211. Telegram From the Department of State to the Embassy in Zambia1
Washington, September 25, 1976, 2056Z.
239414. Subject: Message for President Kaunda.
- Please pass the following message to President Kaunda.
- “Dear Mr. President: I understand that you and President Nyerere will be meeting very shortly to discuss the Rhodesian situation, Ian Smith’s statement2 and the next steps in a settlement. I also understand that Prime Minister Callaghan has been in touch with you.
- “There are several points, in my judgment, that all of us must keep in mind as we consider what Ian Smith said. First, Smith’s remarks were addressed to an audience which could only receive the news with the deepest sense of shock. He therefore used language we would not have recommended but which has to be understood. Second, the Salisbury authorities are now irrevocably committed to majority rule within a two-year period. Third, they are also committed to the principle of a black majority interim government. Fourth, the sixth point in Smith’s announcement—the economic program—is a matter for discussion with the members of an international consortium and not a subject on which the front line presidents need take a position. Fifth, the specificity of Smith’s proposals is due in large part to our pressure. We feared that a general proposal would only encourage him to procrastinate later.
- “There are aspects of Smith’s announcement which will have to be
developed in greater detail. I would like to share with you my
thoughts on the principal subjects:
- —I do not believe that a meeting to negotiate the formation of an interim government need take place in Salisbury or anywhere else in Rhodesia. Nor do I believe that it would be advisable to hold such a meeting in London. We are prepared as you and I discussed to back the convening of the negotiations in any other place mutually convenient to all the parties involved.
- —There is no possibility that, under the proposals, Smith can run the show. Indeed, once the interim government is formed, the present structure in Salisbury would disappear.
- —It should be understood that each side in the negotiations will be free to nominate its community’s members to the Council of State. Even [Page 596] though the Chairman of the Council of State would be European, it is our understanding that he would have to be selected with the approval of the other members. In short, his selection could only be based on a consensus of the members at large.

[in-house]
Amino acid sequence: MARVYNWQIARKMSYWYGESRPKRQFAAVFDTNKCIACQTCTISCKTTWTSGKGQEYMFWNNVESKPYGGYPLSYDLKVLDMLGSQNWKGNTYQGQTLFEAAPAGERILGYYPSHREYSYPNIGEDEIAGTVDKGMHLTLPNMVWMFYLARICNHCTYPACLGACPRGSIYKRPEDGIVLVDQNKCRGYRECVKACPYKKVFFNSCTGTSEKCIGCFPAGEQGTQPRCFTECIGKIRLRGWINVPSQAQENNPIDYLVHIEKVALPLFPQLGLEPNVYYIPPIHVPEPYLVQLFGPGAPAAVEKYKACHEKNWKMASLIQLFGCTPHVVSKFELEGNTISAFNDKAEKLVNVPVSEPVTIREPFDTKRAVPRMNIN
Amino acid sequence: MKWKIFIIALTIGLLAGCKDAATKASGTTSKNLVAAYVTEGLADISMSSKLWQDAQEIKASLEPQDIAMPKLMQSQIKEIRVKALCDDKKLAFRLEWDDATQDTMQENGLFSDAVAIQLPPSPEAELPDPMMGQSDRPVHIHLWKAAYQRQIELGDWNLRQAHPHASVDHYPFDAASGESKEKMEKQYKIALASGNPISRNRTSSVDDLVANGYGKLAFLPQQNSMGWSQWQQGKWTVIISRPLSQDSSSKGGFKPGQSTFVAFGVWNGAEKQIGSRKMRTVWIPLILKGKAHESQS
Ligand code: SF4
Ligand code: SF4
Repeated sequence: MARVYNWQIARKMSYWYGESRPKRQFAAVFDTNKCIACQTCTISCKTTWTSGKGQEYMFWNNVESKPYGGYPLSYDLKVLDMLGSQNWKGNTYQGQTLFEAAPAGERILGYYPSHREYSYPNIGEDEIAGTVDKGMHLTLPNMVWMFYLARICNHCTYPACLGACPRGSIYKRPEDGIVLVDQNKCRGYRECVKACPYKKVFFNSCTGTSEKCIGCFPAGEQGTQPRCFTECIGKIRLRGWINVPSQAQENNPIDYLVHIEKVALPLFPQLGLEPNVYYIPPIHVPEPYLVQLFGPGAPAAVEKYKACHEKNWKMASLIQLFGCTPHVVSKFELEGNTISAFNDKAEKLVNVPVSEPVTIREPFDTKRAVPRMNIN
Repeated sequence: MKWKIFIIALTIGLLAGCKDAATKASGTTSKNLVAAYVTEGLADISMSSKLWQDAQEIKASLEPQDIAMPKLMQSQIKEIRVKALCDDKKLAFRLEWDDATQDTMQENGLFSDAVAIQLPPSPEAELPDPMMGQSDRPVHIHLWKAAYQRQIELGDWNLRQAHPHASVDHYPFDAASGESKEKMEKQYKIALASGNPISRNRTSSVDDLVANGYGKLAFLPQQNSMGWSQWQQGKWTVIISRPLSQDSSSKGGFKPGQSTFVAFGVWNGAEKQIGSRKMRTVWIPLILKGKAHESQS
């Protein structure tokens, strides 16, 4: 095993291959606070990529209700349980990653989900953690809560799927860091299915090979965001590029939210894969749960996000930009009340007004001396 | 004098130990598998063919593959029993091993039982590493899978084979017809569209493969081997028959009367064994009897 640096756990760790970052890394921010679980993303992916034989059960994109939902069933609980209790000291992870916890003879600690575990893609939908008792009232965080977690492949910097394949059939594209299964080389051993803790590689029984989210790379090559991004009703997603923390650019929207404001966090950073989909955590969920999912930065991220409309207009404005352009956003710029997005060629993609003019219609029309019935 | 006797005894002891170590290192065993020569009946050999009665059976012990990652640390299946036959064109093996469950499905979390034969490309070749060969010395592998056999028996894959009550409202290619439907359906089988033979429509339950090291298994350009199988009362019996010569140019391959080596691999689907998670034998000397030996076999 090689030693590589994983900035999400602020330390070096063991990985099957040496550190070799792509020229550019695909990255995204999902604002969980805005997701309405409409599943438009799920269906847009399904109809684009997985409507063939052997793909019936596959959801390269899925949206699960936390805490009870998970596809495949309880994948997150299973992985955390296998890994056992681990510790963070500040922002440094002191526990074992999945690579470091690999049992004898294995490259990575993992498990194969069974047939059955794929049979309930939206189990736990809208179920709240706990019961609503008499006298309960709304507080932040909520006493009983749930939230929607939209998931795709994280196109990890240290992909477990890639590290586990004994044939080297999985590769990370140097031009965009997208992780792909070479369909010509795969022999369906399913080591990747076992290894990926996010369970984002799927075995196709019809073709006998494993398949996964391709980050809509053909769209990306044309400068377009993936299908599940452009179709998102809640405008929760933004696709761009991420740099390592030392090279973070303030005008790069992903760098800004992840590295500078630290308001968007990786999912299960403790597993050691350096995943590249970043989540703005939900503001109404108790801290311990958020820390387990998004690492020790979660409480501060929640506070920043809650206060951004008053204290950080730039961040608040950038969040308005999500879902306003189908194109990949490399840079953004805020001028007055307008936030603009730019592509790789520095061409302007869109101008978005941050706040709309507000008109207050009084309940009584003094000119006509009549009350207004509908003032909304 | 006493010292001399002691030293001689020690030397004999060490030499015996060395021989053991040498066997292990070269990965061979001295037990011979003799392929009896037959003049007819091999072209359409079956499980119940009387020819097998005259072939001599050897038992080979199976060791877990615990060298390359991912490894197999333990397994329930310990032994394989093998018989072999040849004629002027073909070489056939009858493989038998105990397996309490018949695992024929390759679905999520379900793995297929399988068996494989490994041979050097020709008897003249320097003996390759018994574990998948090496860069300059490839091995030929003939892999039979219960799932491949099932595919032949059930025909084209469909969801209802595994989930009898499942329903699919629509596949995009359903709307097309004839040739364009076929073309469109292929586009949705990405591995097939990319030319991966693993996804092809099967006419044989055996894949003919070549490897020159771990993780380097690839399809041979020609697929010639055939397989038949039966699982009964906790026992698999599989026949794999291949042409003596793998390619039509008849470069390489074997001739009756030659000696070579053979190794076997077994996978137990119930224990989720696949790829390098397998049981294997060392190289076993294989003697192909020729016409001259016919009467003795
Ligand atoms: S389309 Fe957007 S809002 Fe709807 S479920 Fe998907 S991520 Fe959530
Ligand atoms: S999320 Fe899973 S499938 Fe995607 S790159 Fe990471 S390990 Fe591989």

- —The United States will promote no individual or faction on the African side. That responsibility falls to the Rhodesian nationalists and in this matter you and President Nyerere have an important role to play.
- “I believe that the other questions raised by Ian Smith’s statement are subject to negotiation. It is my judgment, however, that an ungenerous response to Smith’s statement at this point will give him the chance, which he may wish, to back away from his commitment. We must avoid such an eventuality at all costs. The proposals which we advanced to Smith are a distillation of the consultations we had with you and the other front line presidents and the United Kingdom.
- “We have done everything possible to bring matters this far and cannot be expected to continue our efforts if the framework which the Smith announcement offers does not lead to negotiations. A breakdown in the settlement at this point could only lead to continued and escalating violence, so a decision not to accept the opportunity now offered would be a serious one. What is needed now, in short, is a positive response which will maintain momentum. A positive response is needed from the African leaders now because we recognize that continued US pressure may be necessary to keep the Rhodesians to the execution of the conditions in the proposals. This we pledge, if the African response enables negotiations to go forward.
- “Your wisdom and foresight has been vital in bringing the process thus far and I completely share the views you so eloquently expressed that there may not be another opportunity and matters may take their inexorable course. It is my earnest hope that the momentum towards a settlement and peace can be maintained and that the parties to the negotiations will meet without delay.
- “I look forward to having yours and President Nyerere’s and President Khama’s views. With warm regards, Henry A. Kissinger”
- Source: National Archives, RG 59, Central Foreign Policy Files. Secret; Niact Immediate; Nodis. Drafted by Wisner, cleared by Rogers, and approved by Kissinger.↩
- See Document 209.↩